Jefferson brokered a meeting between Treasury Secretary Hamilton and James Madison. Of the limited first hand account we have, it was documented from Jefferson’s perspective. According to Jefferson, Hamilton looked “somb[er], haggard, and dejected beyond comparison” when he ran into Hamilton that June outside Washington’s New York office (Jefferson 1792). Jefferson then offered to host a dinner that would bring Hamilton and Madison together to break the impasse.
The dinner took place on an evening mid-June, 1790, at Jefferson’s residence in New York, at 57 Maiden Lane, which is in today’s Financial District near Wall Street.
Jefferson rented the house for 106 pounds per year. Since Jefferson didn’t care much for the urban New York lifestyle, he didn’t spend much time at the residence other than to set up operations for the new department to deal with foreign affairs (Tao 2014). Jefferson had moved into permanent quarters at 57 Maiden Lane only four days before the dinner (Norman K. Risjord, 1976).
With the backing of Madison and Jefferson, Hamilton had what he needed for a grand bargain to push forward the economic package. It should be noted that, negotiations for the compromise had been going on before June 20 as a number of meetings had been held between various interested parties.
With this economic plan, the national government would absorb state debts and pay it off. This became known as the Residence Act of 1790, which established Washington, DC as the new permanent national capital along the Potomac River, just outside Virginia, a big win for the state. During this tumultuous period, the federal government was operating out of New York City. The temporary capital during the transition period would be in Philadelphia until the permanent capital is ready.
There’s a larger theme coming out of this negotiation process. Decades later, Tim Geithner, the 75th U.S. Secretary of Treasury, framed that dinner bargain as a struggle over ‘power’ (Geithner 2018). Each person came to the table with different perspectives on the issue. They came with their own interests and beliefs. Hamilton wanted to improve the national financial reputation, bolster the nation’s stock of capital, and enhance the financial power of the federal government.
For Madison and the people from other southern states which had been aggressive in paying off their war debts like Georgia, North Carolina, Virginia, and Maryland, it seemed unfair to carry all the debt of states which had been sluggish in paying off theirs. For Jefferson, besides concerns
over the cost of assumption, Hamilton’s political intentions and possible threats to the Republic with the centralizing financial power was what worried him.
However, in that context, all of them must understand that, if neither side gives in or steps back a little bit, it would threaten the very survival of the young nation. Therefore, by agreeing to some tradeoffs, each side achieved its goals and all benefited from the compromise.
This is one of the earliest examples of legislative “logrolling”, or voting trading in Congress. With this event, the methods of hosting social engagements to discuss political matters to resolve partisan issues became a practice. In particular, Madison agreed not to block assumption of state debt and convince enough southern members to support it. In exchange, Hamilton would use his influence to pass a bill that would locate the capital city along the Potomac River, bordered by Virginia and Maryland, after a 10-year temporary move to Philadelphia. Virginia benefited from the deal by lowering its tax obligations on the debt under the assumption plan. To abate fear of the government centralizing finance, Hamilton downsized the total cost of the assumption plan.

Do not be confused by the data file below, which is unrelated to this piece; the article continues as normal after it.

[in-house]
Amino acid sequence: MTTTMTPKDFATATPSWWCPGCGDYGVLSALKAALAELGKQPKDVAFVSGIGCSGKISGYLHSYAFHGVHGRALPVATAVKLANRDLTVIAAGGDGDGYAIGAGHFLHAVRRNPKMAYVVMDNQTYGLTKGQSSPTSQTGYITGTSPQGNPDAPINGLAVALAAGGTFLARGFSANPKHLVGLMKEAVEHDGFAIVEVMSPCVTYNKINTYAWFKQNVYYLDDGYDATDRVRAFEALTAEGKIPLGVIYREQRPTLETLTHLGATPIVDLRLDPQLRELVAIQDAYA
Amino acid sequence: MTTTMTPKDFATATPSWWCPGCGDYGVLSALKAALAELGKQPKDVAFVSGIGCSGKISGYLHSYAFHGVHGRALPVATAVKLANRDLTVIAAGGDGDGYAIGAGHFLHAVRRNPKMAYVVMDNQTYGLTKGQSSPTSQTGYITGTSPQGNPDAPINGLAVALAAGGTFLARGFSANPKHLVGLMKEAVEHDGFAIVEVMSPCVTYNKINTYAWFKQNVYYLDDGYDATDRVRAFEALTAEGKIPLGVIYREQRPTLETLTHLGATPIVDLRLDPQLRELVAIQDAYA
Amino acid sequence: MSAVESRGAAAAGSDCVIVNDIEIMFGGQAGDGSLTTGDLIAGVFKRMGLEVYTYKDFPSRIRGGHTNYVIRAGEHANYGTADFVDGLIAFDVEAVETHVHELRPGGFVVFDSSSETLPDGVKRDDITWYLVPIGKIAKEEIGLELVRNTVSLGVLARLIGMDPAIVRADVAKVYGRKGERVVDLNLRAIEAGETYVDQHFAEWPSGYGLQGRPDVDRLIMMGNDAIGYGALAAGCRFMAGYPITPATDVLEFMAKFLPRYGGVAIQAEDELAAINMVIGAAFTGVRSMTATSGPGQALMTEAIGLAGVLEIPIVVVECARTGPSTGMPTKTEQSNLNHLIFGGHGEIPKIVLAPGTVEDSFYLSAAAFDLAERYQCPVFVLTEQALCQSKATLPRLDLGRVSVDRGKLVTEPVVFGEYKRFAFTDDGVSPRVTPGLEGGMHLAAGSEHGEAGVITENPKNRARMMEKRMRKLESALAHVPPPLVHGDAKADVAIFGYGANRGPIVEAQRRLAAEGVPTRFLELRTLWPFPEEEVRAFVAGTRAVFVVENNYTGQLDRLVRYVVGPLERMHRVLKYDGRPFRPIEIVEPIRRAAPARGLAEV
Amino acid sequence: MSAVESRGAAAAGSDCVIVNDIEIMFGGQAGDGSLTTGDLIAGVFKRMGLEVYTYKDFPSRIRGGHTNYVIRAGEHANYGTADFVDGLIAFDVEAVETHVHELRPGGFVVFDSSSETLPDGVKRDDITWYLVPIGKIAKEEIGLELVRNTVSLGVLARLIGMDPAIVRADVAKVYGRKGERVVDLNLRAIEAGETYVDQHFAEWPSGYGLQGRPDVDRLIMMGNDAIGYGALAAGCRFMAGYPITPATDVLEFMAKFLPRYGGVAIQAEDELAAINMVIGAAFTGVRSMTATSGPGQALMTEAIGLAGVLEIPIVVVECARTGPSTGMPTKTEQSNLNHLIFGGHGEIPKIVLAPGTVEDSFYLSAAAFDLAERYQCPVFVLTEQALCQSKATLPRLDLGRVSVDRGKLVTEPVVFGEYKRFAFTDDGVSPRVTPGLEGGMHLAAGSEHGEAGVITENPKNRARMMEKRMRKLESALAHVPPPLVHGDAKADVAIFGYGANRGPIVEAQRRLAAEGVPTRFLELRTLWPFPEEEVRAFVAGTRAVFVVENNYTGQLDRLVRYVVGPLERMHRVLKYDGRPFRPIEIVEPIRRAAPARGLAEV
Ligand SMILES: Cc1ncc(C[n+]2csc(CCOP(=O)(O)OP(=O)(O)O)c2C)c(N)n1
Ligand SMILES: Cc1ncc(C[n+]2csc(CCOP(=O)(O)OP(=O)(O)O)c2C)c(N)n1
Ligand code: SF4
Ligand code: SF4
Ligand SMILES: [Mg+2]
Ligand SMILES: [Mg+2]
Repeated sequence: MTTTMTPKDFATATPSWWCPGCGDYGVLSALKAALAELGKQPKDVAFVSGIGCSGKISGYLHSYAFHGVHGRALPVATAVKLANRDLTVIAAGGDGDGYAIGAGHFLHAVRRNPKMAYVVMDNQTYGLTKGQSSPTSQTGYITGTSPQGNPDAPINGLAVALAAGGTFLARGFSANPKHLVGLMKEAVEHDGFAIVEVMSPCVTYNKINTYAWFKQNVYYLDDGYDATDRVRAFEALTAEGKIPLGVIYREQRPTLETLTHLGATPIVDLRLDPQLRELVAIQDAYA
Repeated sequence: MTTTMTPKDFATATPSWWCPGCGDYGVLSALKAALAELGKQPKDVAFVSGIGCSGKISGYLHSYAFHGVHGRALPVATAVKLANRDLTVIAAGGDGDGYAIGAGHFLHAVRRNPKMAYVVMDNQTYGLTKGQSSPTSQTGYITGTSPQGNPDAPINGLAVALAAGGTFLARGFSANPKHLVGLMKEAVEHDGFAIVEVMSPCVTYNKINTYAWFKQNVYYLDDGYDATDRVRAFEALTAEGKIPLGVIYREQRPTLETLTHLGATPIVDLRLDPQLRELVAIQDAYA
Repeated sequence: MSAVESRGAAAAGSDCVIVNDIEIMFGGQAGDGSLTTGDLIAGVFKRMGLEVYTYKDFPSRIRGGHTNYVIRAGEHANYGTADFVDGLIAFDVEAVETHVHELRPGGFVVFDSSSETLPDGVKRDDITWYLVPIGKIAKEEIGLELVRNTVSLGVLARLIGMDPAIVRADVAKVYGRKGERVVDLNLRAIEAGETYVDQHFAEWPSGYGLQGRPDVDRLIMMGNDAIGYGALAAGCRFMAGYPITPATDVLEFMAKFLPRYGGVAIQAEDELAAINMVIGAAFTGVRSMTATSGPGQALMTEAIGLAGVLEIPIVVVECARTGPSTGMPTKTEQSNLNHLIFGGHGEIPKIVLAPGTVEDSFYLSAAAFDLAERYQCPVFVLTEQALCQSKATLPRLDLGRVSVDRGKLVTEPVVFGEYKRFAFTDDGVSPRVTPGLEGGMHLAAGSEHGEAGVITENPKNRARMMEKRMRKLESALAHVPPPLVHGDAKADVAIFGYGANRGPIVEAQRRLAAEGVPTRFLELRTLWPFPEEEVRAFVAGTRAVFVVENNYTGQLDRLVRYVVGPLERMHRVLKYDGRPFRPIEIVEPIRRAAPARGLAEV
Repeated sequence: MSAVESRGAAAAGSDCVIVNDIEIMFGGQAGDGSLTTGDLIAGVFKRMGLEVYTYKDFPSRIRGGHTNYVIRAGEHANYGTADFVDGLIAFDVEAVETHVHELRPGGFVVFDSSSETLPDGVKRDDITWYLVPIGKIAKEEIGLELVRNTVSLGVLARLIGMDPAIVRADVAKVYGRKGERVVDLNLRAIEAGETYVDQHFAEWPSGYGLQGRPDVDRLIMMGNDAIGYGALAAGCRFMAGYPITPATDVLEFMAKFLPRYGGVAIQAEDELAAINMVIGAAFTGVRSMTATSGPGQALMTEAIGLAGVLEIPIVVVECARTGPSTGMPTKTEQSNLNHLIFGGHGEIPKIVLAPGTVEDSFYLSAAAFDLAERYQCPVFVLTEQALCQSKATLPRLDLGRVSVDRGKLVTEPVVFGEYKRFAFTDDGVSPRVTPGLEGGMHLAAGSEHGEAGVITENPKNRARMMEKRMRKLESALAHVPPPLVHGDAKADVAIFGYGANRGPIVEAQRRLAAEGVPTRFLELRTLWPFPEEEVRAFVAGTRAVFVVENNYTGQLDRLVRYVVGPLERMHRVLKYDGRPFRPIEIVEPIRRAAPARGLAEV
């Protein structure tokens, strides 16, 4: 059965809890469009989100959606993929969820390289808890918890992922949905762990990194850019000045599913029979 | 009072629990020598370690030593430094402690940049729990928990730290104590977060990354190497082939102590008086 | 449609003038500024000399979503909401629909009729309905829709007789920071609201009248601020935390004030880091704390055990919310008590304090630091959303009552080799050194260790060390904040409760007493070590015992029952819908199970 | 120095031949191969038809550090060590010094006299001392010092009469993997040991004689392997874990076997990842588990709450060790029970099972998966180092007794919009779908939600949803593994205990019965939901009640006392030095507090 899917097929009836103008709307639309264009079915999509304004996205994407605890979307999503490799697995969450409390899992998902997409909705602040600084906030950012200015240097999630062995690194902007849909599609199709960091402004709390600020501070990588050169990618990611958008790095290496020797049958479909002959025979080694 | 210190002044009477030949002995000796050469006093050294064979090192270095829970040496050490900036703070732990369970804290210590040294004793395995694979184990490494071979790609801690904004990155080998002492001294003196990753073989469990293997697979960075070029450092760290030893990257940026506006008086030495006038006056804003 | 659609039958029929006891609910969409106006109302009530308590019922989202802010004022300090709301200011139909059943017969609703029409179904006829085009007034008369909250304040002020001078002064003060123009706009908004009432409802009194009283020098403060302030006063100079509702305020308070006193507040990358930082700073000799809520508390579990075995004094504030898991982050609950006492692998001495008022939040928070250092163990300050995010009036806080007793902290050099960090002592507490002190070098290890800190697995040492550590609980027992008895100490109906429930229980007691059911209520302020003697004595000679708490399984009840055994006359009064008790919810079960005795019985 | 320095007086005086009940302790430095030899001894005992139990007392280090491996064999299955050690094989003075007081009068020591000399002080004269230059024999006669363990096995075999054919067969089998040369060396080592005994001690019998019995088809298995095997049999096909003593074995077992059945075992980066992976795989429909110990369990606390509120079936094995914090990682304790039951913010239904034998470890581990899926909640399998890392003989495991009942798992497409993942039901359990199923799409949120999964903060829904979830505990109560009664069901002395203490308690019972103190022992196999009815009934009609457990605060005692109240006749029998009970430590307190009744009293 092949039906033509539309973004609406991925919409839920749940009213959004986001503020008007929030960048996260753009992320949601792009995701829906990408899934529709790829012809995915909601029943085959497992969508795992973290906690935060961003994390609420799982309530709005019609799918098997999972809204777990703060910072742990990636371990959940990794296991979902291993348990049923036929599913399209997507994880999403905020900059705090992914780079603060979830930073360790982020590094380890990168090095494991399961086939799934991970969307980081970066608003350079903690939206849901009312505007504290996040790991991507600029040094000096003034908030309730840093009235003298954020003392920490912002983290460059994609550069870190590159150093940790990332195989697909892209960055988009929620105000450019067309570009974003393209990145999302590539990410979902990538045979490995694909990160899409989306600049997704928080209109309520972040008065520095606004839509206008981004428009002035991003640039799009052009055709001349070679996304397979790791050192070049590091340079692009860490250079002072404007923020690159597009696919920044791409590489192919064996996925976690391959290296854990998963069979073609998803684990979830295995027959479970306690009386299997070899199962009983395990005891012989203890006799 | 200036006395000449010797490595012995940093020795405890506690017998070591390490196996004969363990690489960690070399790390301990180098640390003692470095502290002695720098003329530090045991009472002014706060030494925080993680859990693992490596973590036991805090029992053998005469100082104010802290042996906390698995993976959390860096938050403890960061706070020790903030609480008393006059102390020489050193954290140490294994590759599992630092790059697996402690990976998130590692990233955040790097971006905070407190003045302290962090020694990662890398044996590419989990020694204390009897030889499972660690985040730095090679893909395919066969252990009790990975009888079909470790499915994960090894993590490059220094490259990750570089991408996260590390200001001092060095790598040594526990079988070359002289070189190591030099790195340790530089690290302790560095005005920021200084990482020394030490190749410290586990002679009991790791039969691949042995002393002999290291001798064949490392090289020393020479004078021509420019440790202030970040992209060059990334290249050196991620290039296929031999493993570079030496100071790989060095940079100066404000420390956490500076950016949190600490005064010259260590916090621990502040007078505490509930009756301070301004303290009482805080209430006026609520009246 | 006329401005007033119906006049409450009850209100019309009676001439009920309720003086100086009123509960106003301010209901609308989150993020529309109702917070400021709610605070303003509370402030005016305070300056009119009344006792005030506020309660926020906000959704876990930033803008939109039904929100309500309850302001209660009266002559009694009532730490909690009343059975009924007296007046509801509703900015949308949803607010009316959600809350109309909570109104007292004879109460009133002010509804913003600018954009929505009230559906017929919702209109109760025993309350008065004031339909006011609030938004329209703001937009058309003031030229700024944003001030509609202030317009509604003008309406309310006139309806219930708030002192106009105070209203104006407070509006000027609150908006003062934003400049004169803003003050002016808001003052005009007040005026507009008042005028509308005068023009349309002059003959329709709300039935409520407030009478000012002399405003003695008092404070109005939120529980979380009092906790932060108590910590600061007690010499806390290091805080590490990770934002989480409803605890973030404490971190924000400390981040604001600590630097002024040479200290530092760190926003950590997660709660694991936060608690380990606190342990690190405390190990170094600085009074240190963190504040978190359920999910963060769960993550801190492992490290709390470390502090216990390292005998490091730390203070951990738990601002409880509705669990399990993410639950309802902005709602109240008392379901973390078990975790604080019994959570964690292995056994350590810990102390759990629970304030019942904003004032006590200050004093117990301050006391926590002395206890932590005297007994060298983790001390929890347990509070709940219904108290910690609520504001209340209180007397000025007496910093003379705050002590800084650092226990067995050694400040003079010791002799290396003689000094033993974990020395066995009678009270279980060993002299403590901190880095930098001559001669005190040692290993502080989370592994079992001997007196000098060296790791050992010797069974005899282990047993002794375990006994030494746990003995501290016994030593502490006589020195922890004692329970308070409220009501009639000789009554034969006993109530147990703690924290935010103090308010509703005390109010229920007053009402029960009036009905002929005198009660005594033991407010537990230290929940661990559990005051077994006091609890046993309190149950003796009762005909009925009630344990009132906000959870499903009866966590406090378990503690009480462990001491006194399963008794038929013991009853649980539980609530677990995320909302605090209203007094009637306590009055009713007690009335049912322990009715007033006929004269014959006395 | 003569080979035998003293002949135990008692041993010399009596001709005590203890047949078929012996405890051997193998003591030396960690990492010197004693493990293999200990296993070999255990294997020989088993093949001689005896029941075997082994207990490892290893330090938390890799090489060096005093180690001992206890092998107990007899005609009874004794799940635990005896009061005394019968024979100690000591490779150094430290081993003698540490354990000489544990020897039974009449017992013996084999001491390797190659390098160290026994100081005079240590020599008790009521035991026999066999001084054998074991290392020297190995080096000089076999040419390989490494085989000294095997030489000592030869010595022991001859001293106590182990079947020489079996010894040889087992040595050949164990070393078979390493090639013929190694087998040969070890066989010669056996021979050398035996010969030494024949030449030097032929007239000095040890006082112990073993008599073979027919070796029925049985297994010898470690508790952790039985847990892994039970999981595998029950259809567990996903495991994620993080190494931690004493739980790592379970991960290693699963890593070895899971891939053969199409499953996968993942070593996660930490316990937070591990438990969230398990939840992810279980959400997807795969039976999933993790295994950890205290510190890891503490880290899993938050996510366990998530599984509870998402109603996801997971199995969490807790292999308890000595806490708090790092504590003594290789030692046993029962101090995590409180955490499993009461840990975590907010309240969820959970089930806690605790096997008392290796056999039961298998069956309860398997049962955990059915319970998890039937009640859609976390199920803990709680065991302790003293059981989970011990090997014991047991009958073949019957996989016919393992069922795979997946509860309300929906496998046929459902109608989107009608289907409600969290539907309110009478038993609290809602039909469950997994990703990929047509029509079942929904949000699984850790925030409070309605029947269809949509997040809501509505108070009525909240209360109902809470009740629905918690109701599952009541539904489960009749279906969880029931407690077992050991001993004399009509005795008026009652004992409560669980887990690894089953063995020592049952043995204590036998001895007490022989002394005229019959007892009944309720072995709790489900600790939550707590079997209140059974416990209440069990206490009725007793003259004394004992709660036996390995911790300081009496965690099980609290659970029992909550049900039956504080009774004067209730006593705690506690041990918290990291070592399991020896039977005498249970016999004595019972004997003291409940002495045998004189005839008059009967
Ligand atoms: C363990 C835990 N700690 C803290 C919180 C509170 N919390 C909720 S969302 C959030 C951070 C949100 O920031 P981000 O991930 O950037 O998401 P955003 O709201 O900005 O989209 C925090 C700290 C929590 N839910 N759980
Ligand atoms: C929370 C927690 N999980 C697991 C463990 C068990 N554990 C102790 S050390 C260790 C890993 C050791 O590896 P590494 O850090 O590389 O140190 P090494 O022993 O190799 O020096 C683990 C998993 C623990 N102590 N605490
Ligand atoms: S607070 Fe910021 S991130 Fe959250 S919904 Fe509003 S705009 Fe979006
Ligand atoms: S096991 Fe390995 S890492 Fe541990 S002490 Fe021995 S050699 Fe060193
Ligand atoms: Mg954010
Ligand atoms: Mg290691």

To get Pennsylvania’s support, the deal would designate the city as the temporary capital for 10 years before setting up Washington DC as the permanent capital. Robert Morris negotiated this piece out of the concern that they could not push it through Congress by reassigning the country’s capital in a desolate wetland. Interestingly, Philadelphia harbors bad memories where troops trapped the doors of Independence Hall demanding unpaid salary for their service. Hamilton persuaded troops to let Congressional members go to Princeton to forget a deal for repaying troops. He even tried to get Pennsylvania’s state troops to counteract against federal troops but no to avail.
In exchange for relocating the permanent capital to the Potomac region outside Maryland and Virginia, Madison committed to garnering enough swing votes to pass Hamilton’s bill for assumption of state debt. Madison convinced four Congressional men, two from Virginia and two from Maryland to shift their votes. With a few other votes in the affirmative, that reversed the vote to 32-to-29 in favor of the bill, in April 1790 (it was previously 32-to-29 against). On August 4, 1790, Congress enacted into law the funding and assumption law.
Jefferson’s Account of the Bargain on the Assumption and Residence Bills, [1792?],” Founders Online, National Archives, accessed September 29, 2019, https://founders.archives.gov/documents/Jefferson/01-17-02-0018-0012. [Original source: The Papers of Thomas Jefferson, vol. 17, 6 July–3 November 1790, ed. Julian P. Boyd. Princeton: Princeton University Press, 1965, pp. 205–208.]
Geithner, Timothy. “Bernanke, Geithner and Paulson the 2008 Crisis.” Interview by Andrew Ross Sorkin. CNBC, 12 Sept. 2018. https://www.cnbc.com/2018/09/12/watch-ben-bernanke-tim-geithner-and-hank-paulson-discuss-the-financial-crisis-10-years-later.html
Hamilton, Alexander 1778-1804; 1790; [Jan. 9]. Alexander Hamilton Papers: Speeches and Writings File, “Report Relative to a Provision for the Support of Public Credit”
Tao, Mary. “Historical Echoes: Thomas Jefferson Slept Here on Maiden Lane/The Compromise of 1790.” Liberty Street Economics (blog). Federal Reserve Bank of New York, February 21, 2014. https://libertystreeteconomics.newyorkfed.org/2014/02/historical-echoes-thomas-jefferson-slept-here-on-maiden-lanethe-compromise-of-1790.html